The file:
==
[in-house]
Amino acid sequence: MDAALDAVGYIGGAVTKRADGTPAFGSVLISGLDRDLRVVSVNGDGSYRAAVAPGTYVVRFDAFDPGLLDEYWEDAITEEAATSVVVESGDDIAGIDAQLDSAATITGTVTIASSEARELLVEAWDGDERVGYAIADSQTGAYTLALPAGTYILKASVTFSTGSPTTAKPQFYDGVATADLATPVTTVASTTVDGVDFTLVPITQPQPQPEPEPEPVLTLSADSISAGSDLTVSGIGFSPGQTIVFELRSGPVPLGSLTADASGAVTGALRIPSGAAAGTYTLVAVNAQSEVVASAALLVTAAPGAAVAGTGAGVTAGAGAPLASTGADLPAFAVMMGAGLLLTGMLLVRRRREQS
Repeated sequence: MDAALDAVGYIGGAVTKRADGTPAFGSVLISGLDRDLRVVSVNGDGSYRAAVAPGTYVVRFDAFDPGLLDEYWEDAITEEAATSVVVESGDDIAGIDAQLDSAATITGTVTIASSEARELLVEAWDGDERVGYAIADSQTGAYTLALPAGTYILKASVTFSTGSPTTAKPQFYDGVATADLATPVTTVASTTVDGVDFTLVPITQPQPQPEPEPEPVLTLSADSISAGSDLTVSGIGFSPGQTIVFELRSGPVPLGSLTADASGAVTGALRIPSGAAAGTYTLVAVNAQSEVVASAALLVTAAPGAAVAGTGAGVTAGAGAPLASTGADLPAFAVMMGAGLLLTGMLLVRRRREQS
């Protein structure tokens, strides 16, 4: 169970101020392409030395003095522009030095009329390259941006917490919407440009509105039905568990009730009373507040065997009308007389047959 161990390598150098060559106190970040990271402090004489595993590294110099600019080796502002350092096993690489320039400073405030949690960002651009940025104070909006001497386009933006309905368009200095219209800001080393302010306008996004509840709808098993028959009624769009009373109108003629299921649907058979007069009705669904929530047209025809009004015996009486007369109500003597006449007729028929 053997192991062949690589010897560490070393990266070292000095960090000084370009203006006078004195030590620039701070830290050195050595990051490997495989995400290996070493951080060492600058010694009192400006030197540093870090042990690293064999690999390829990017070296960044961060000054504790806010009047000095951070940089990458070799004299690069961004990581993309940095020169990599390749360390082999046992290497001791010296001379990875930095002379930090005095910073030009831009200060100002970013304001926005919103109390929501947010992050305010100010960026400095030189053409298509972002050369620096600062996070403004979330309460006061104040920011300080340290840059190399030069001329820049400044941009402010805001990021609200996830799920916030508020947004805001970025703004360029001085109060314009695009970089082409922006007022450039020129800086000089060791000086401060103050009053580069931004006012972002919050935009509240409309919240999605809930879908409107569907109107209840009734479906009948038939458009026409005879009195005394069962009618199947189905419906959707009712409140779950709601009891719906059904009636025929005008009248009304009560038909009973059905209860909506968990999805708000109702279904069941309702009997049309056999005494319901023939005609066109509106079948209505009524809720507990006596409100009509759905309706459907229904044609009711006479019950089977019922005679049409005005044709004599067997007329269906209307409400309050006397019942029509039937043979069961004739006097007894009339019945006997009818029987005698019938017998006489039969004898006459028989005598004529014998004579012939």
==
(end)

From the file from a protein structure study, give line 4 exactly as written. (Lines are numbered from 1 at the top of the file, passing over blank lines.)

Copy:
């Protein structure tokens, strides 16, 4: 169970101020392409030395003095522009030095009329390259941006917490919407440009509105039905568990009730009373507040065997009308007389047959 161990390598150098060559106190970040990271402090004489595993590294110099600019080796502002350092096993690489320039400073405030949690960002651009940025104070909006001497386009933006309905368009200095219209800001080393302010306008996004509840709808098993028959009624769009009373109108003629299921649907058979007069009705669904929530047209025809009004015996009486007369109500003597006449007729028929 053997192991062949690589010897560490070393990266070292000095960090000084370009203006006078004195030590620039701070830290050195050595990051490997495989995400290996070493951080060492600058010694009192400006030197540093870090042990690293064999690999390829990017070296960044961060000054504790806010009047000095951070940089990458070799004299690069961004990581993309940095020169990599390749360390082999046992290497001791010296001379990875930095002379930090005095910073030009831009200060100002970013304001926005919103109390929501947010992050305010100010960026400095030189053409298509972002050369620096600062996070403004979330309460006061104040920011300080340290840059190399030069001329820049400044941009402010805001990021609200996830799920916030508020947004805001970025703004360029001085109060314009695009970089082409922006007022450039020129800086000089060791000086401060103050009053580069931004006012972002919050935009509240409309919240999605809930879908409107569907109107209840009734479906009948038939458009026409005879009195005394069962009618199947189905419906959707009712409140779950709601009891719906059904009636025929005008009248009304009560038909009973059905209860909506968990999805708000109702279904069941309702009997049309056999005494319901023939005609066109509106079948209505009524809720507990006596409100009509759905309706459907229904044609009711006479019950089977019922005679049409005005044709004599067997007329269906209307409400309050006397019942029509039937043979069961004739006097007894009339019945006997009818029987005698019938017998006489039969004898006459028989005598004529014998004579012939």